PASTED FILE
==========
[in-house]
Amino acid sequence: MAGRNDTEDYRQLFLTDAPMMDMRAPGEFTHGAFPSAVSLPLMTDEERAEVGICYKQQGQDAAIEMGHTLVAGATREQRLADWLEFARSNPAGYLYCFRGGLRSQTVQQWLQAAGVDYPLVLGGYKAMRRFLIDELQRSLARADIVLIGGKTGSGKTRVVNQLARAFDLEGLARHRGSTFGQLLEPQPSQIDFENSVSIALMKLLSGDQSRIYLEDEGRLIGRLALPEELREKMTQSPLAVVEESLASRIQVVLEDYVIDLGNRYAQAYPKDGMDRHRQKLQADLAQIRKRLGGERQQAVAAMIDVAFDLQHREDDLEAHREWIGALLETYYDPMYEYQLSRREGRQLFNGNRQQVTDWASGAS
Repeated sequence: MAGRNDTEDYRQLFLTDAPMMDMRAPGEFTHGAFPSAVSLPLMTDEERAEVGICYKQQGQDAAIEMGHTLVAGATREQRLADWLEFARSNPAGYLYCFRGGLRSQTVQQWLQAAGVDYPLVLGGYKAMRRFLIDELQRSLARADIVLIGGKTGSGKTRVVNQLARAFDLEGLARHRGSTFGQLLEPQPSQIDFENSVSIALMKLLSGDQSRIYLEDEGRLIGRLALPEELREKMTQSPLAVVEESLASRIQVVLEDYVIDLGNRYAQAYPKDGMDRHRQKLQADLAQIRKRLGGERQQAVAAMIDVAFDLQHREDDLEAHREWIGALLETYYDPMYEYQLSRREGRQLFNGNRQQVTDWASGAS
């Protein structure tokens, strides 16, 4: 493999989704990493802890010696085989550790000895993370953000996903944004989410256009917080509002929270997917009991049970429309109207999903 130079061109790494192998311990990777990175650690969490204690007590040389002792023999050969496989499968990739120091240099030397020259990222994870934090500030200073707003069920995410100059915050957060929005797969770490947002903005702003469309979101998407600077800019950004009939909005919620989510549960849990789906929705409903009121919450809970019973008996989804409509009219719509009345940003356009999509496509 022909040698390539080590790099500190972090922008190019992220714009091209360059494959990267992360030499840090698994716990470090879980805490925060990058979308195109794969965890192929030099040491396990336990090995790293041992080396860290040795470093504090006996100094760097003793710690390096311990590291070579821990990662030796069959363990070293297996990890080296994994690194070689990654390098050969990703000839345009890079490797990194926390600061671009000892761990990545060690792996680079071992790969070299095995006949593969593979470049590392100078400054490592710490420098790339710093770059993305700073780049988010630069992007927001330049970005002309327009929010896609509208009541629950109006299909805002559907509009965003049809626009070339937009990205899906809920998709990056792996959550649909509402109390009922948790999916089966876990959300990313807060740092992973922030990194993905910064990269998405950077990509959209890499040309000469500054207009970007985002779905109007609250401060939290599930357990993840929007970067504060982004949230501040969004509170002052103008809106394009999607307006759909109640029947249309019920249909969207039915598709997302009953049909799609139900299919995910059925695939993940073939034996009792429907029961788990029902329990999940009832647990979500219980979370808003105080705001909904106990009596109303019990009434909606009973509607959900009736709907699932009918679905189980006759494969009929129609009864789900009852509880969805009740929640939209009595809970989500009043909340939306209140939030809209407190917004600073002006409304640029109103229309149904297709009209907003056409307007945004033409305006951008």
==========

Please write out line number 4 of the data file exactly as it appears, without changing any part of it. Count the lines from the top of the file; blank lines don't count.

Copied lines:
């Protein structure tokens, strides 16, 4: 493999989704990493802890010696085989550790000895993370953000996903944004989410256009917080509002929270997917009991049970429309109207999903 130079061109790494192998311990990777990175650690969490204690007590040389002792023999050969496989499968990739120091240099030397020259990222994870934090500030200073707003069920995410100059915050957060929005797969770490947002903005702003469309979101998407600077800019950004009939909005919620989510549960849990789906929705409903009121919450809970019973008996989804409509009219719509009345940003356009999509496509 022909040698390539080590790099500190972090922008190019992220714009091209360059494959990267992360030499840090698994716990470090879980805490925060990058979308195109794969965890192929030099040491396990336990090995790293041992080396860290040795470093504090006996100094760097003793710690390096311990590291070579821990990662030796069959363990070293297996990890080296994994690194070689990654390098050969990703000839345009890079490797990194926390600061671009000892761990990545060690792996680079071992790969070299095995006949593969593979470049590392100078400054490592710490420098790339710093770059993305700073780049988010630069992007927001330049970005002309327009929010896609509208009541629950109006299909805002559907509009965003049809626009070339937009990205899906809920998709990056792996959550649909509402109390009922948790999916089966876990959300990313807060740092992973922030990194993905910064990269998405950077990509959209890499040309000469500054207009970007985002779905109007609250401060939290599930357990993840929007970067504060982004949230501040969004509170002052103008809106394009999607307006759909109640029947249309019920249909969207039915598709997302009953049909799609139900299919995910059925695939993940073939034996009792429907029961788990029902329990999940009832647990979500219980979370808003105080705001909904106990009596109303019990009434909606009973509607959900009736709907699932009918679905189980006759494969009929129609009864789900009852509880969805009740929640939209009595809970989500009043909340939306209140939030809209407190917004600073002006409304640029109103229309149904297709009209907003056409307007945004033409305006951008």